Periodontics is a branch of dentistry that treats conditions and diseases of the teeth’s supporting structures, especially the gums. Periodontists commonly treat severe cases of oral inflammation, including gum disease.
Periodontics typically focuses on the diagnosis and treatment of periodontal disease, commonly known as gum disease. Gum disease is a broad term that encompasses several different conditions. Periodontists treat different phases of gum disease, including:
Gingivitis is a mild form of periodontal disease that causes the gums to swell, redden, and bleed easily due to inflammation. Gingivitis often results from a buildup of plaque and bacteria on the teeth caused by poor hygiene. It may also be a side effect of certain drugs or infections, or poor nutrition. Patients do not usually experience pain or discomfort, but should seek prompt treatment when symptoms arise because of potential complications.
Periodontitis often develops as a result of untreated gingivitis. If plaque spreads below the gum line, it can create toxins that may chronically inflame the gums and bone, eventually destroying them. Periodontitis can lead to the formation of pockets that are susceptible to frequent infections, and can continue to destroy the gums and bone. There are several types of periodontitis, some of which include:
- Aggressive periodontitis. This condition occurs most often in healthy patients who have a sudden onset of the disease, and experience rapid bone destruction and pocket formation.
- Chronic periodontitis. Chronic periodontitis is the most common form of the disease. It results in progressive detachment and bone loss, gradually causing pocket formation and gum recession.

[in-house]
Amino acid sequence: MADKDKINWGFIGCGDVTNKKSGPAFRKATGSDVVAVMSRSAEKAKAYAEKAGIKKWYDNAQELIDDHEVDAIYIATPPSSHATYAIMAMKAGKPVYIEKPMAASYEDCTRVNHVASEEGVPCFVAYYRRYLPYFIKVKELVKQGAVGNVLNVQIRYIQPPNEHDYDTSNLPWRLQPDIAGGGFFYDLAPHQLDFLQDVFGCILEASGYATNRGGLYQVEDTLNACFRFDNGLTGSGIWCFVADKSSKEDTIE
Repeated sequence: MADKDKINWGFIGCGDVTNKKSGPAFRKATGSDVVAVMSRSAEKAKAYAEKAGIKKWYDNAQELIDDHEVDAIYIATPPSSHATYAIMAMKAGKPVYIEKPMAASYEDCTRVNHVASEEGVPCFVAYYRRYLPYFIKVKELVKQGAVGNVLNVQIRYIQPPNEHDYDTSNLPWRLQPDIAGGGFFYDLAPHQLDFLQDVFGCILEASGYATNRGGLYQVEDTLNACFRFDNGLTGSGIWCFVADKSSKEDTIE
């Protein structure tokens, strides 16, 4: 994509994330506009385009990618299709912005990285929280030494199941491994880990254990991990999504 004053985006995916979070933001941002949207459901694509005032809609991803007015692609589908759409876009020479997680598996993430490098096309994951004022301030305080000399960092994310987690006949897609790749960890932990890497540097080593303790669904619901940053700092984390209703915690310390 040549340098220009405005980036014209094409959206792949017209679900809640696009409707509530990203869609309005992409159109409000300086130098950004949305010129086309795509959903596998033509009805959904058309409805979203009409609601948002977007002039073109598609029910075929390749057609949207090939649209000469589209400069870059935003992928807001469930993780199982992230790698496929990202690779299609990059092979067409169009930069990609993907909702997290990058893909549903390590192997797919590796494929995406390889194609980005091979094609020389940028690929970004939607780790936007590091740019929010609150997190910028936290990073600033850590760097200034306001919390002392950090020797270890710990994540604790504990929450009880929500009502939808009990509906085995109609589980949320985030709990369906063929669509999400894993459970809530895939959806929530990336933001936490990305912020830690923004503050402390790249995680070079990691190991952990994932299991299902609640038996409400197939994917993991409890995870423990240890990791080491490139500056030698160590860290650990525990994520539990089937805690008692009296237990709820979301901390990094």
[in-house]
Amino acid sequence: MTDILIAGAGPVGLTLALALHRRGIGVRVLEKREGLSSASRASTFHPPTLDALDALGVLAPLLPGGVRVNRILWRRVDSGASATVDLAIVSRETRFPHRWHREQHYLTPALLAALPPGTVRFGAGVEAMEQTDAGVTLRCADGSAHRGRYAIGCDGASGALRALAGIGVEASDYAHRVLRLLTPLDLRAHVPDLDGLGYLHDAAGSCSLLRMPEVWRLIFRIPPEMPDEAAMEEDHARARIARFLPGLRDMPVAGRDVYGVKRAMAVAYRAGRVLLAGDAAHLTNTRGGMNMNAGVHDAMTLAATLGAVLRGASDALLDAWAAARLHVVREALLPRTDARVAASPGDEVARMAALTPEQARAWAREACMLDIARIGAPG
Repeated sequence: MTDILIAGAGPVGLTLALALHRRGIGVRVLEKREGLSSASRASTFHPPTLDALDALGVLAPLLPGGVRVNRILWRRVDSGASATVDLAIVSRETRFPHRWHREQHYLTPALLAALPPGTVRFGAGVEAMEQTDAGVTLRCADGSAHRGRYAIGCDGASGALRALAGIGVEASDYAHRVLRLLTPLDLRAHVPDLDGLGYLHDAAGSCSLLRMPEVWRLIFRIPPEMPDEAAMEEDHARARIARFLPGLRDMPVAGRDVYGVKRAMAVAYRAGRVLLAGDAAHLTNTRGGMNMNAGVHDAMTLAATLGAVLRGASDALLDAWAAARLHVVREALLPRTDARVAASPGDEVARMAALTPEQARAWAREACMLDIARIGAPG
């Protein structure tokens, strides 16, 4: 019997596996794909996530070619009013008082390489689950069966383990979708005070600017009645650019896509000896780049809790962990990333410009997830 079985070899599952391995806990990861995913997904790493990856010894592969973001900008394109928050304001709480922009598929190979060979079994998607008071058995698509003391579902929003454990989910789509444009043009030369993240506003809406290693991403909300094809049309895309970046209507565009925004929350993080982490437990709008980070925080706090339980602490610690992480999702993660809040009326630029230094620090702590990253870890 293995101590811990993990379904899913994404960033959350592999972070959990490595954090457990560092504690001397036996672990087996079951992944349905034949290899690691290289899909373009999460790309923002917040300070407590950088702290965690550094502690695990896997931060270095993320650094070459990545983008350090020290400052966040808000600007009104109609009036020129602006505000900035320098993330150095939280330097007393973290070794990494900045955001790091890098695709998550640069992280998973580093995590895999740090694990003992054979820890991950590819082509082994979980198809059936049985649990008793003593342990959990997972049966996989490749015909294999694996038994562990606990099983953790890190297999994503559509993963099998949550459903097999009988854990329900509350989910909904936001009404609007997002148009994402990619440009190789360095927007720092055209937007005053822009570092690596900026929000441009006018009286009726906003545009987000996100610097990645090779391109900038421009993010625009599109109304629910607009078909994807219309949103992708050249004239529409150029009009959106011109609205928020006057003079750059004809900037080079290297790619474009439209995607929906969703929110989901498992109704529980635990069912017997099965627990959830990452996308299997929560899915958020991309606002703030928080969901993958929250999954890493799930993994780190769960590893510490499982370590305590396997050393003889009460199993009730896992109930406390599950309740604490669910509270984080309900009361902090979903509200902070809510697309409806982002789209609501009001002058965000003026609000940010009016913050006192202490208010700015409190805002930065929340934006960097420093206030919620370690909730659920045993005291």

- Periodontitis from systemic diseases. Periodontitis sometimes develops as a side effect of other conditions such as heart disease, respiratory disease and diabetes. These cases usually begin at a young age.
- Necrotizing periodontal disease. This condition is an infection caused by necrosis of the supporting structures within the teeth, and commonly affects people with other systemic conditions.
Periodontists perform different procedures and, at times, surgery, to treat different conditions within the mouth and gums. Procedures that a periodontist may perform include:
- Scaling and Root Planing. This is a deep-cleaning method that removes bacteria from below the gum line and the tooth root. A local anesthetic may be used to numb the gums and the roots of the teeth.
- Root Surface Debridement. This is a procedure to remove damaged tissue. Debridement may be performed using ultrasonic instruments or hand tools.
- Flap Surgery . This is a procedure that lifts away gum tissue so that it can be cleaned underneath. It is often performed when gum disease cannot be cured by antibiotics, or by root planing and scaling.
- Gum or Bone Grafts. Gum or bone grafts may be performed to help regenerate bone or gum tissue that has been damaged or lost due to periodontitis.
- Dental Implants. When patients lose teeth as a result of periodontal disease or other reasons, they may choose dental implants to restore the missing teeth. Dental implants are a major part of periodontics because they are fused to the bone within the gums. Implants act as a natural root for replacement structures, and require the same care and prevention against periodontal disease as other teeth.
Many people are affected by periodontal disease and gum-related conditions. It is important to see a periodontist promptly if experiencing signs of gum disease to prevent more serious complications from occurring.
- Medline Plus
- National Institutes of Health
- National Institute of Dental and Craniofacial Research
- Centers for Disease Control and Prevention
- Eunice Kennedy Shriver National Institute of Child Health and Human Development
- U.S. Department of Health & Human Services
- U.S. National Library of Medicine